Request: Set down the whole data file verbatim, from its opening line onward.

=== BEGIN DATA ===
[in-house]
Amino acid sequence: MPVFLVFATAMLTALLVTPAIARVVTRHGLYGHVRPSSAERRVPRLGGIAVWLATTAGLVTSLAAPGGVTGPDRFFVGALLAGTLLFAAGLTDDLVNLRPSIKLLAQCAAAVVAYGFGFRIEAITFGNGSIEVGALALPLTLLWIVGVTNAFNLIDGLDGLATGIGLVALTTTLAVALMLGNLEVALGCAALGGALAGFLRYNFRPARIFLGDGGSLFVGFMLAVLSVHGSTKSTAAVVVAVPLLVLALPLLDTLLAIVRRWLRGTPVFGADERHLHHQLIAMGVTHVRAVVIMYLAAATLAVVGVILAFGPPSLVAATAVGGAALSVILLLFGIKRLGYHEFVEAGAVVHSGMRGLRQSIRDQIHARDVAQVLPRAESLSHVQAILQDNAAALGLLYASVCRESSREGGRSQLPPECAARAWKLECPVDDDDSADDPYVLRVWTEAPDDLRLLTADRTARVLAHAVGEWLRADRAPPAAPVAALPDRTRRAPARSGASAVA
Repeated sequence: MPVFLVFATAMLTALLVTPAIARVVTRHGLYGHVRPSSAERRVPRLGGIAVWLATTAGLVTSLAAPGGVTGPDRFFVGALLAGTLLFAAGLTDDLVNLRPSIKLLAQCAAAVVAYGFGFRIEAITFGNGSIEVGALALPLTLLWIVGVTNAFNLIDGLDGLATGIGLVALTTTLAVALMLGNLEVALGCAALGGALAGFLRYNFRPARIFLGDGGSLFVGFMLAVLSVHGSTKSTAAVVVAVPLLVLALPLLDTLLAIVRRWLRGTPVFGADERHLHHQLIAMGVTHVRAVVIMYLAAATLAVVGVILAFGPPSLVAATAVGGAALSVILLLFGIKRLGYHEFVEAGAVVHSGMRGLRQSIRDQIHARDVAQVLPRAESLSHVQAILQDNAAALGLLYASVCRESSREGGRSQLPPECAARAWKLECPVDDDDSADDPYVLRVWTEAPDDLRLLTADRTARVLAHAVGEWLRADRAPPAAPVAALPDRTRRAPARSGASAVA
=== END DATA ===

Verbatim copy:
[in-house]
Amino acid sequence: MPVFLVFATAMLTALLVTPAIARVVTRHGLYGHVRPSSAERRVPRLGGIAVWLATTAGLVTSLAAPGGVTGPDRFFVGALLAGTLLFAAGLTDDLVNLRPSIKLLAQCAAAVVAYGFGFRIEAITFGNGSIEVGALALPLTLLWIVGVTNAFNLIDGLDGLATGIGLVALTTTLAVALMLGNLEVALGCAALGGALAGFLRYNFRPARIFLGDGGSLFVGFMLAVLSVHGSTKSTAAVVVAVPLLVLALPLLDTLLAIVRRWLRGTPVFGADERHLHHQLIAMGVTHVRAVVIMYLAAATLAVVGVILAFGPPSLVAATAVGGAALSVILLLFGIKRLGYHEFVEAGAVVHSGMRGLRQSIRDQIHARDVAQVLPRAESLSHVQAILQDNAAALGLLYASVCRESSREGGRSQLPPECAARAWKLECPVDDDDSADDPYVLRVWTEAPDDLRLLTADRTARVLAHAVGEWLRADRAPPAAPVAALPDRTRRAPARSGASAVA
Repeated sequence: MPVFLVFATAMLTALLVTPAIARVVTRHGLYGHVRPSSAERRVPRLGGIAVWLATTAGLVTSLAAPGGVTGPDRFFVGALLAGTLLFAAGLTDDLVNLRPSIKLLAQCAAAVVAYGFGFRIEAITFGNGSIEVGALALPLTLLWIVGVTNAFNLIDGLDGLATGIGLVALTTTLAVALMLGNLEVALGCAALGGALAGFLRYNFRPARIFLGDGGSLFVGFMLAVLSVHGSTKSTAAVVVAVPLLVLALPLLDTLLAIVRRWLRGTPVFGADERHLHHQLIAMGVTHVRAVVIMYLAAATLAVVGVILAFGPPSLVAATAVGGAALSVILLLFGIKRLGYHEFVEAGAVVHSGMRGLRQSIRDQIHARDVAQVLPRAESLSHVQAILQDNAAALGLLYASVCRESSREGGRSQLPPECAARAWKLECPVDDDDSADDPYVLRVWTEAPDDLRLLTADRTARVLAHAVGEWLRADRAPPAAPVAALPDRTRRAPARSGASAVA